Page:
The Day of Mourning is about action as well as remembrance: BCFED

The BC Federation of Labour released the following statement on the Day of Mourning for Persons Killed or Injured in the Workplace:

April 28 is about grief and remembering — honouring the workers we’ve lost, or who’ve been made sick or been injured, because of the work they do.

The pain of a single death is overwhelming: the loss of a parent, friend, co-worker, sibling or adult child. How, then, can we endure the loss of the 201 workers who died last year simply because of their jobs? And why does that number stay so stubbornly high?

Workers face a rising tide of dangers in the workplace beyond those that come to mind when we think of occupational health and safety: the drug poisoning crisis; climate disruptions that subject workplaces and communities to wildfire smoke, heat wave and flooding; an epidemic of workplace violence; and ongoing dangers to workers’ psychological health and safety.

So while this is a day of grieving and remembrance, it must also be a day of resolution and action.

Thankfully, we have a foundation of important recent progress to build on. The BC government has taken important steps such as licensing and regulating employers whose workers handle asbestos — still the leading workplace killer —  and making long-awaited changes to Workers’ Compensation, such as new legislation requiring employers to accommodate an injured worker’s return to work.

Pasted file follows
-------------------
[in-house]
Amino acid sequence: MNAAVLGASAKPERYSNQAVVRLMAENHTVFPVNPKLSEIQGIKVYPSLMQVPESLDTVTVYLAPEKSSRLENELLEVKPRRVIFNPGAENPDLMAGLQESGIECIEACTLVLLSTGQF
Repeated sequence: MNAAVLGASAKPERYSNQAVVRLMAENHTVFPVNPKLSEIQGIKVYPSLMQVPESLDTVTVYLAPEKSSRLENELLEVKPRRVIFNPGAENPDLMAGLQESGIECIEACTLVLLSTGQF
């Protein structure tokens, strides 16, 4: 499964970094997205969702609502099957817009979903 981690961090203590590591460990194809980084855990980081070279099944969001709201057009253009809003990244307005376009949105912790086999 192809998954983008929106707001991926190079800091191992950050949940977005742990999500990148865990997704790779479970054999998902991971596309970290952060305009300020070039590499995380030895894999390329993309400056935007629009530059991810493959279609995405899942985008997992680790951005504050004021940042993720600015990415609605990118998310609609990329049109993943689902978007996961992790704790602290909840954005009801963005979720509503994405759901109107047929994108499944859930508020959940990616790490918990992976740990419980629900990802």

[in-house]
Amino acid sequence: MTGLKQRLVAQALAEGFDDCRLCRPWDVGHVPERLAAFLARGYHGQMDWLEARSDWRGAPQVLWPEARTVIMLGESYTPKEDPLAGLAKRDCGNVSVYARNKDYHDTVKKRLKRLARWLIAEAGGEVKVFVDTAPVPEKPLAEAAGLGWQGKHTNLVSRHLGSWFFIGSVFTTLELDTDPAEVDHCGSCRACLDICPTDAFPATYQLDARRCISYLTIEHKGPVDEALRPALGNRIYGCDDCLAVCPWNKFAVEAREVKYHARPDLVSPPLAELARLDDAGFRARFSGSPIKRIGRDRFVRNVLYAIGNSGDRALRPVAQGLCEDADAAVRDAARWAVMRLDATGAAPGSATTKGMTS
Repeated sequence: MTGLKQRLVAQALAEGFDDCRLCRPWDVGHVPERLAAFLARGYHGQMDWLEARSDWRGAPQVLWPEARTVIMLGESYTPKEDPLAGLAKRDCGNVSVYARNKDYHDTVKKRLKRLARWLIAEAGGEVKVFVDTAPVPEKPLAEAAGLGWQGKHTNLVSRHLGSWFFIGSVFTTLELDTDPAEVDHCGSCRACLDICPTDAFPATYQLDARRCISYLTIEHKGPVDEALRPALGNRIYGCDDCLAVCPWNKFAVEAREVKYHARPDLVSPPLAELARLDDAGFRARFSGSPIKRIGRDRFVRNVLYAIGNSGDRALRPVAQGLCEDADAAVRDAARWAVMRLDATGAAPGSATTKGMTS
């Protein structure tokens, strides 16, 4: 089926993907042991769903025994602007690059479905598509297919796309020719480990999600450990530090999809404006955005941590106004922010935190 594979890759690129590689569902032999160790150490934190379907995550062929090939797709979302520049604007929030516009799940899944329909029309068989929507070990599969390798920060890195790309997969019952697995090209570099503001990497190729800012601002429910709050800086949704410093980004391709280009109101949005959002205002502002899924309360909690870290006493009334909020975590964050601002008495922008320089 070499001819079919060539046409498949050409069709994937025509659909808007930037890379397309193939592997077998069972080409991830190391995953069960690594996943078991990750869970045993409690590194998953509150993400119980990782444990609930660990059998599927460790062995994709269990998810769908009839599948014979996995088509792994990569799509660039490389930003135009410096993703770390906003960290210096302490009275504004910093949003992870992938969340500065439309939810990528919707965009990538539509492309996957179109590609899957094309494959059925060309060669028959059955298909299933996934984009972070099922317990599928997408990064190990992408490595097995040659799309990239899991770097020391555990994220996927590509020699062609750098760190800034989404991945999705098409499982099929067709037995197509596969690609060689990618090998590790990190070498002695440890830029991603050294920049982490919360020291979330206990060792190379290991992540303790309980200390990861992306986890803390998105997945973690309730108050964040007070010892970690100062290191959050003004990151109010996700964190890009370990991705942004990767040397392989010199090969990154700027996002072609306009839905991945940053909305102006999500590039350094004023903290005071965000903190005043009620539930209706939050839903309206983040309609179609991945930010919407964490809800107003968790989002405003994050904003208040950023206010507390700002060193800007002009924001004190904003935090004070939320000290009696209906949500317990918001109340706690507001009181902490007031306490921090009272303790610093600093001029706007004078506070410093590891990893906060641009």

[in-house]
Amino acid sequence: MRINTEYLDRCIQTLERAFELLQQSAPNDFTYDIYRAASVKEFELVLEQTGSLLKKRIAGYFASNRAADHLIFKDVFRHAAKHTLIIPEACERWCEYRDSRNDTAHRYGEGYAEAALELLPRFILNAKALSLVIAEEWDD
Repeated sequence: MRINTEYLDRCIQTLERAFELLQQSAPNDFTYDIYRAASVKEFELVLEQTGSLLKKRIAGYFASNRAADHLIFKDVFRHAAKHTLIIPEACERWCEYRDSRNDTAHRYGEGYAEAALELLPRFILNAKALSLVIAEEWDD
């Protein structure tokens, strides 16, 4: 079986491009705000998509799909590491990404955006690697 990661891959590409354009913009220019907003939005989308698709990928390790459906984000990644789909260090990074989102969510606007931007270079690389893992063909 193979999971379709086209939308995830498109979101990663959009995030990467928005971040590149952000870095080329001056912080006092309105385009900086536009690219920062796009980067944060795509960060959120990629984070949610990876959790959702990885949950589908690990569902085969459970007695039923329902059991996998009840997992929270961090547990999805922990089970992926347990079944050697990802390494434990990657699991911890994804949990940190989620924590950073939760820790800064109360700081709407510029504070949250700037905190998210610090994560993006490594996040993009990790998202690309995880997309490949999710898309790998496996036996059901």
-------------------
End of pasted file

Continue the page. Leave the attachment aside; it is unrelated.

That progress also includes measures like trades certification —  a well-trained workforce is closely related with a safer workplace —  and paid sick leave, keeping our workplaces freer of contagious disease.

But we must keep pushing forward. We must increase prevention and enforcement, ensuring employers are accountable for the safety of their workplaces. We must treat psychological injury with the same dignity and standards that we do physical injury. We need standards and worker protection that reflect the dangers of our changing climate, and we must address workplace violence.

So today, let’s commit ourselves to that action, with the urgency that this crisis of worker death and injury demands of all of us. Let’s be bold in both speed and scope of action.

That is how we remember the dead, and fight — with all our will and resources — for the living.